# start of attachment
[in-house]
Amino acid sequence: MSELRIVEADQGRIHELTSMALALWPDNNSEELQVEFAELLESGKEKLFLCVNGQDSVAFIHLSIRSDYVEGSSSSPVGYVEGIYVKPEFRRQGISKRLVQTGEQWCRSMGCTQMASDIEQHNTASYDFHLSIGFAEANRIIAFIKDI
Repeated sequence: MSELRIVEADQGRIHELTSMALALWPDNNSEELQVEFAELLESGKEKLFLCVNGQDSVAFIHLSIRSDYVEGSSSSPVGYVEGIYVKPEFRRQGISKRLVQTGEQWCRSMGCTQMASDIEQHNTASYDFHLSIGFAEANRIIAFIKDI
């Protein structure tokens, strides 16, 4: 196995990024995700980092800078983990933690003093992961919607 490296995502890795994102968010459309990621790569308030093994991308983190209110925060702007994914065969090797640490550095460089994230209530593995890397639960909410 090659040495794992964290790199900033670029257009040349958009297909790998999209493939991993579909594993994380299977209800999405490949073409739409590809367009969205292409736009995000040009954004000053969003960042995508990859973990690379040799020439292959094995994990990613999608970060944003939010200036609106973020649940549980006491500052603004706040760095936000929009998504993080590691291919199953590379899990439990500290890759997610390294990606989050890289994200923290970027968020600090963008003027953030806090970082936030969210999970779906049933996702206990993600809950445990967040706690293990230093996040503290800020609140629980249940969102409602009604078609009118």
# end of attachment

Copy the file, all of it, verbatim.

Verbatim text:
[in-house]
Amino acid sequence: MSELRIVEADQGRIHELTSMALALWPDNNSEELQVEFAELLESGKEKLFLCVNGQDSVAFIHLSIRSDYVEGSSSSPVGYVEGIYVKPEFRRQGISKRLVQTGEQWCRSMGCTQMASDIEQHNTASYDFHLSIGFAEANRIIAFIKDI
Repeated sequence: MSELRIVEADQGRIHELTSMALALWPDNNSEELQVEFAELLESGKEKLFLCVNGQDSVAFIHLSIRSDYVEGSSSSPVGYVEGIYVKPEFRRQGISKRLVQTGEQWCRSMGCTQMASDIEQHNTASYDFHLSIGFAEANRIIAFIKDI
């Protein structure tokens, strides 16, 4: 196995990024995700980092800078983990933690003093992961919607 490296995502890795994102968010459309990621790569308030093994991308983190209110925060702007994914065969090797640490550095460089994230209530593995890397639960909410 090659040495794992964290790199900033670029257009040349958009297909790998999209493939991993579909594993994380299977209800999405490949073409739409590809367009969205292409736009995000040009954004000053969003960042995508990859973990690379040799020439292959094995994990990613999608970060944003939010200036609106973020649940549980006491500052603004706040760095936000929009998504993080590691291919199953590379899990439990500290890759997610390294990606989050890289994200923290970027968020600090963008003027953030806090970082936030969210999970779906049933996702206990993600809950445990967040706690293990230093996040503290800020609140629980249940969102409602009604078609009118």